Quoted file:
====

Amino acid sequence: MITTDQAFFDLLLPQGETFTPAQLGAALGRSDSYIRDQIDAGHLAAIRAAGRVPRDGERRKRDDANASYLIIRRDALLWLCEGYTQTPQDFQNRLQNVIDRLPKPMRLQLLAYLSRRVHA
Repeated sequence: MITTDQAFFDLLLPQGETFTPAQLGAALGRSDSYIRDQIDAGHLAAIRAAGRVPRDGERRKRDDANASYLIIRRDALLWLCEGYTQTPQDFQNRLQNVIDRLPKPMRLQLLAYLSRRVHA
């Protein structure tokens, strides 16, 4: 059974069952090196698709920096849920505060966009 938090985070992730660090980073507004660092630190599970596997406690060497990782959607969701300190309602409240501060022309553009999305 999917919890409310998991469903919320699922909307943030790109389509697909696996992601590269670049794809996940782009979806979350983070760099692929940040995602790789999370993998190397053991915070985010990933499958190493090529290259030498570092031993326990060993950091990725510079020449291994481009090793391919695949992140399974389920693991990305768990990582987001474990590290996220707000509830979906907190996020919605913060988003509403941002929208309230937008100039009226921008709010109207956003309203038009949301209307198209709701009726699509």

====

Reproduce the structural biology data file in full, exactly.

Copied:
Amino acid sequence: MITTDQAFFDLLLPQGETFTPAQLGAALGRSDSYIRDQIDAGHLAAIRAAGRVPRDGERRKRDDANASYLIIRRDALLWLCEGYTQTPQDFQNRLQNVIDRLPKPMRLQLLAYLSRRVHA
Repeated sequence: MITTDQAFFDLLLPQGETFTPAQLGAALGRSDSYIRDQIDAGHLAAIRAAGRVPRDGERRKRDDANASYLIIRRDALLWLCEGYTQTPQDFQNRLQNVIDRLPKPMRLQLLAYLSRRVHA
């Protein structure tokens, strides 16, 4: 059974069952090196698709920096849920505060966009 938090985070992730660090980073507004660092630190599970596997406690060497990782959607969701300190309602409240501060022309553009999305 999917919890409310998991469903919320699922909307943030790109389509697909696996992601590269670049794809996940782009979806979350983070760099692929940040995602790789999370993998190397053991915070985010990933499958190493090529290259030498570092031993326990060993950091990725510079020449291994481009090793391919695949992140399974389920693991990305768990990582987001474990590290996220707000509830979906907190996020919605913060988003509403941002929208309230937008100039009226921008709010109207956003309203038009949301209307198209709701009726699509």